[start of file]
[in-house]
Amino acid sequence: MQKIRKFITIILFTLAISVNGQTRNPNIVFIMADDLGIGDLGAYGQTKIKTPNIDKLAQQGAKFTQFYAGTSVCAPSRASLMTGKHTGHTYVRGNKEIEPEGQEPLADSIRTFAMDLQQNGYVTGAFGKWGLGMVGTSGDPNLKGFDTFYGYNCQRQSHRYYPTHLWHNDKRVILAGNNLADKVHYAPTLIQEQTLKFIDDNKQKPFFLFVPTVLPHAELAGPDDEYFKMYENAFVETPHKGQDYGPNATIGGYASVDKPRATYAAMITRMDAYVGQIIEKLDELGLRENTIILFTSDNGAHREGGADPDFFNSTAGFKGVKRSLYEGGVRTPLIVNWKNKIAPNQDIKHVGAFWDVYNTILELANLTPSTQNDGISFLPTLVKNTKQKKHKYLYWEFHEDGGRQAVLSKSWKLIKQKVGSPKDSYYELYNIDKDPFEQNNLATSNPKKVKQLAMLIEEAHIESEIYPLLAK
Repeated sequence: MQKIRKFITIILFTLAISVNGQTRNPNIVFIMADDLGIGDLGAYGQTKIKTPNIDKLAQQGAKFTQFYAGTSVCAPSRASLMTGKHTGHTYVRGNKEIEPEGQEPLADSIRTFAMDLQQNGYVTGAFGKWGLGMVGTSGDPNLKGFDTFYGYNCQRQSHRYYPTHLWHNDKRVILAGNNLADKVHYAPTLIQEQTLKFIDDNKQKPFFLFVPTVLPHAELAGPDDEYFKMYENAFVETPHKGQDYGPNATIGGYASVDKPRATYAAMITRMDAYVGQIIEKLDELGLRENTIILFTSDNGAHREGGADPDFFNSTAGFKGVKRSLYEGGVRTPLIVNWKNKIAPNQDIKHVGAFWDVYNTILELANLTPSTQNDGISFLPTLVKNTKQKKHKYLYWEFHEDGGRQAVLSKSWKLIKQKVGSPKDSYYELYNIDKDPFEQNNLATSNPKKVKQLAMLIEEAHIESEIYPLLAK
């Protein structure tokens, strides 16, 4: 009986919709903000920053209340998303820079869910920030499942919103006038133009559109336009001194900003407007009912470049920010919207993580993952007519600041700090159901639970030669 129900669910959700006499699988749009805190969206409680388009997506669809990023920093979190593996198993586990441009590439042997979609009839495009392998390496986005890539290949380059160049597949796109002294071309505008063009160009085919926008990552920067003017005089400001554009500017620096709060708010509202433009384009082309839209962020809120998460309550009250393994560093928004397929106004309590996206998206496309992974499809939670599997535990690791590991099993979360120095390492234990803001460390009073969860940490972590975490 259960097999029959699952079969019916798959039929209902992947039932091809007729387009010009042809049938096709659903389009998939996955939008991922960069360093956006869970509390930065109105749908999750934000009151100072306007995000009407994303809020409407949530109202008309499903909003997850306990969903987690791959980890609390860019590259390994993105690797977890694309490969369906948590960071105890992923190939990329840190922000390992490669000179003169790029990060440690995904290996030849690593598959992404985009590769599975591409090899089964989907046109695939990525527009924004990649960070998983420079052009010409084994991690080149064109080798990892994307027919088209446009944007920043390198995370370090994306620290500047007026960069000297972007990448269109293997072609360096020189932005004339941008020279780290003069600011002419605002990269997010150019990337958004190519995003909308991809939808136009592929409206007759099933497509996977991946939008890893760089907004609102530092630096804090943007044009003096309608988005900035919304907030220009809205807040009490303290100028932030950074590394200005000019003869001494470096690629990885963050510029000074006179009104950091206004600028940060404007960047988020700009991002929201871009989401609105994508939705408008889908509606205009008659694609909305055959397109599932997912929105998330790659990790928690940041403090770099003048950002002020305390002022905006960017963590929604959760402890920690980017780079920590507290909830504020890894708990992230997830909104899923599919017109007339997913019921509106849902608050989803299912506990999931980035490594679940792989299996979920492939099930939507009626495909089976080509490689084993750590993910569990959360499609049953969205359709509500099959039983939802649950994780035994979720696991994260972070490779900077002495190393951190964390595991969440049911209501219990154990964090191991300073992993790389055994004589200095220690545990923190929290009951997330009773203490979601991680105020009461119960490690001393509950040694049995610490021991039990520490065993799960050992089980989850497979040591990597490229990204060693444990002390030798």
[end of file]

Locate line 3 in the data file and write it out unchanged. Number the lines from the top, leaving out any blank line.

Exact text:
Repeated sequence: MQKIRKFITIILFTLAISVNGQTRNPNIVFIMADDLGIGDLGAYGQTKIKTPNIDKLAQQGAKFTQFYAGTSVCAPSRASLMTGKHTGHTYVRGNKEIEPEGQEPLADSIRTFAMDLQQNGYVTGAFGKWGLGMVGTSGDPNLKGFDTFYGYNCQRQSHRYYPTHLWHNDKRVILAGNNLADKVHYAPTLIQEQTLKFIDDNKQKPFFLFVPTVLPHAELAGPDDEYFKMYENAFVETPHKGQDYGPNATIGGYASVDKPRATYAAMITRMDAYVGQIIEKLDELGLRENTIILFTSDNGAHREGGADPDFFNSTAGFKGVKRSLYEGGVRTPLIVNWKNKIAPNQDIKHVGAFWDVYNTILELANLTPSTQNDGISFLPTLVKNTKQKKHKYLYWEFHEDGGRQAVLSKSWKLIKQKVGSPKDSYYELYNIDKDPFEQNNLATSNPKKVKQLAMLIEEAHIESEIYPLLAK